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Fri Jan 11, 2013, 03:30 PM

Top Senate Dems to White House: If you unilaterally raise debt ceiling, we’ve got your back

In a move that will significantly ratchet up the brinksmanship around the debt ceiling, the four members of the Senate Democratic leadership are privately telling the White House that they will give Obama full support if he opts for a unilateral solution to the debt ceiling crisis, a senior Senate Democratic leadership aide tells me.
The four Democratic leaders — Senators Harry Reid, Chuck Schumer, Dick Durbin and Patty Murray — have privately reached agreement that continued GOP intransigence on the debt ceiling means the White House needs the space to pursue options for raising it that don’t involve Congress, and that the White House needs to know that Dems will support whatever it decides to do.
In a letter to the White House signed by the four leaders that will soon be made public — and was sent over by a source — the Democrats say:
“In the event that Republicans make good on their threat by failing to act, or by moving unilaterally to pass a debt limit extension as part of an unbalanced or unreasonable legislation, we believe you must be willing to take any lawful steps to ensure that America does not break its promise and trigger a global economic crisis — without Congressional approval, if necessary.”
That’s key, because it means top Dems will support a unilateral executive resolution to the crisis even in response to a legislative solution passed by House Republicans that they deem unacceptable — such as a bill that contains a debt ceiling hike and only spending cuts.
The top Democrats have not settled on any preference for any particular unilateral action Obama might take. They are making a “balance of power” argument to the White House, indicating that they are fully supportive of the idea that the executive branch has the power to resolve the situation as it sees fit.

Obama’s two leading choices are the 14th amendment option, under which the president claims the power to ignore the debt ceiling, and the “platinum coin” option, under which Treasury mints one and deposits in the Federal Reserve, enabling the country to continue paying its debts.
The Huffington Post’s Ryan Grim recently reported that Harry Reid, in particular, has privately raised the 14th amendment option with the president, and that Reid has not ruled out support for any other unilateral options.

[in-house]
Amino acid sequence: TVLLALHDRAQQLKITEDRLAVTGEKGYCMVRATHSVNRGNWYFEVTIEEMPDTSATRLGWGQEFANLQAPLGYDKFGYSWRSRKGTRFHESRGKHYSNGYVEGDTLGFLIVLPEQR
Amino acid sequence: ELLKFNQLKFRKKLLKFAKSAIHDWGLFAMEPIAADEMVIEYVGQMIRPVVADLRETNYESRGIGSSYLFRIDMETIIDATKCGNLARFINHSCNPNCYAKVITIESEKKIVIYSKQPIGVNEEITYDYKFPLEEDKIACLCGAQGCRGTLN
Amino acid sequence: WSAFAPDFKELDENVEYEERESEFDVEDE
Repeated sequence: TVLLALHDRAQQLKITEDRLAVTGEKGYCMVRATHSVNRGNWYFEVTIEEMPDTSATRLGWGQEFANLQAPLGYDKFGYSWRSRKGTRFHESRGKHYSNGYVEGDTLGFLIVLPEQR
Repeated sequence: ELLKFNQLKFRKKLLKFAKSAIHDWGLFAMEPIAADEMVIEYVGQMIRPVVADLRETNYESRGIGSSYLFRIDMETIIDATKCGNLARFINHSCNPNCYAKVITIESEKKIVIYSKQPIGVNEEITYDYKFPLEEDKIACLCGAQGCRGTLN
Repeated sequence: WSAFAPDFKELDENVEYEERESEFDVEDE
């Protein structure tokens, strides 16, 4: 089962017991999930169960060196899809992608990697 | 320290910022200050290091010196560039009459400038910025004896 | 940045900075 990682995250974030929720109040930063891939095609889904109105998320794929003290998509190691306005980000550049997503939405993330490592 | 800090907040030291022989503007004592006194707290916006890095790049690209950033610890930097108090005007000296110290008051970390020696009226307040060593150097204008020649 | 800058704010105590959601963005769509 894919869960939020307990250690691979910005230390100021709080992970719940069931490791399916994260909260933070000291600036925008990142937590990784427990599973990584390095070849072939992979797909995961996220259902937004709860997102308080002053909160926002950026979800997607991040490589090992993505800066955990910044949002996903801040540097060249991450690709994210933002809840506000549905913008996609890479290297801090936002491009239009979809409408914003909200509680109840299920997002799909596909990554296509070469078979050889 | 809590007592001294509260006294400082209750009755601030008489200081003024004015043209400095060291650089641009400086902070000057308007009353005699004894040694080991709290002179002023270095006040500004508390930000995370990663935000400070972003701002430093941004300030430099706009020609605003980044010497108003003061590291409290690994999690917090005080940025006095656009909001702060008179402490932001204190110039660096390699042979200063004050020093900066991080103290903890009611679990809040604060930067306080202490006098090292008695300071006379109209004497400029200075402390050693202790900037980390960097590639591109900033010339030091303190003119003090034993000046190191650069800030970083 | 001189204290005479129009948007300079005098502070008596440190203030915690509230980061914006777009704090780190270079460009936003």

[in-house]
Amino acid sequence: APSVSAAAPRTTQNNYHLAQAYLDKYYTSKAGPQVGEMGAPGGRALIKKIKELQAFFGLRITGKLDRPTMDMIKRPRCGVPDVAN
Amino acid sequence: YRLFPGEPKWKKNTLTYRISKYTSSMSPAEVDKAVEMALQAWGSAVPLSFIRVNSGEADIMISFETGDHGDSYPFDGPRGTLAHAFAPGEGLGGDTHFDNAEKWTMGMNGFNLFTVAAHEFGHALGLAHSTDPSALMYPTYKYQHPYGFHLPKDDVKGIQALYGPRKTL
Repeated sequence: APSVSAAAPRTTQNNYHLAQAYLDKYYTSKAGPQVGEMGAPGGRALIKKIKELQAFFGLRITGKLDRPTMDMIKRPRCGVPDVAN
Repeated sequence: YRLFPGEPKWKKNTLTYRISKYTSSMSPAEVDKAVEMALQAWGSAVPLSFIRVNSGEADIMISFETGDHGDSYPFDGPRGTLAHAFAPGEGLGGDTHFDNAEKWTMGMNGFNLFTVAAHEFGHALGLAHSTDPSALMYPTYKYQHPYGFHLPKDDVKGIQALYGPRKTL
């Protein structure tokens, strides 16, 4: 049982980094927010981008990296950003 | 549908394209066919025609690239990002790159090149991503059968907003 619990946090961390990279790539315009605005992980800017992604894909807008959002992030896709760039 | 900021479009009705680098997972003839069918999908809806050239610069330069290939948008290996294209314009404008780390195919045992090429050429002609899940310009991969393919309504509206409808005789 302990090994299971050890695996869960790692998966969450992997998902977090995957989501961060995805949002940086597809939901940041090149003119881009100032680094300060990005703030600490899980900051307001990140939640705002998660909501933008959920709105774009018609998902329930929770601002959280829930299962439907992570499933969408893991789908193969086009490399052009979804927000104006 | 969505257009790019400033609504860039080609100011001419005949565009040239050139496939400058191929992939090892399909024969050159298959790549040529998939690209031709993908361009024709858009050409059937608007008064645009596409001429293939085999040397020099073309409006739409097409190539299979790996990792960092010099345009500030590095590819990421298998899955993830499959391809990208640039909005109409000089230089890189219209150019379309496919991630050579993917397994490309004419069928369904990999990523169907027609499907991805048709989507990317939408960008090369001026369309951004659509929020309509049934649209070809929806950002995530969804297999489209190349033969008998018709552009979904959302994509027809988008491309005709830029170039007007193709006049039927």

Now the entire Senate Democratic leadership is uniting behind an even sharper message to the White House, the aide tells me. “If the White House concludes any given option is lawful, the Democratic leadership would support it,” the aide says.
The White House has said it doesn’t believe the 14th amendment option is legal, and has refused to engage on the question of whether it sees the coin as a viable option, saying only that there is “no Plan B” and that the onus is on Congress to raise the debt limit.
The aide tells me, however, that top Senate Democrats see the 14th amendment option as far preferable politically to the coin. “Of the available options, the coin, on its face, is politically much worse than the others,” he said. “Whatever the legal arguments for and against it, the imagery will be difficult to combat. What better symbol of out-of-control government spending could you have than a trillion dollar coin?”
In a general sense, the decision by top Dems to signal unified support for a unilateral option, should the White House opt for one, is all about maintaining leverage. The idea is to counter the continued GOP claim that new revenues are off the table by signaling clearly that Dems are prepared to activate a fallback option — meaning that in the end, Republicans are not in control of the battle’s outcome.


http://www.washingtonpost.com/blogs/plum-line/wp/2013/01/11/top-senate-dem-to-white-house-if-you-unilaterally-raise-debt-ceiling-youve-got-our-back/

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Reply Top Senate Dems to White House: If you unilaterally raise debt ceiling, we’ve got your back (Original post)
octoberlib Jan 2013 OP
TheProgressive Jan 2013 #1
PoliticAverse Jan 2013 #4
TheProgressive Jan 2013 #6
freshwest Jan 2013 #2
John2 Jan 2013 #11
freshwest Jan 2013 #12
LiberalFighter Jan 2013 #3
LoisB Jan 2013 #5
great white snark Jan 2013 #8
former9thward Jan 2013 #9
LiberalFighter Jan 2013 #10
former9thward Jan 2013 #13
Cha Jan 2013 #7

Response to octoberlib (Original post)

Fri Jan 11, 2013, 03:45 PM

1. The 14th Amendment is my preferred remedy should Republicans hold America hostage

First, I would say that the debt ceiling act is unconstitutional.

Independent of that, if the Republicans threaten to or actually not
raise the debt ceiling, then the President of the United States, President
Obama *must* act to prevent the economic destruction of the USA. And citing
the 14th Amendment is exactly the reason why 1) the debt ceiling is illegal and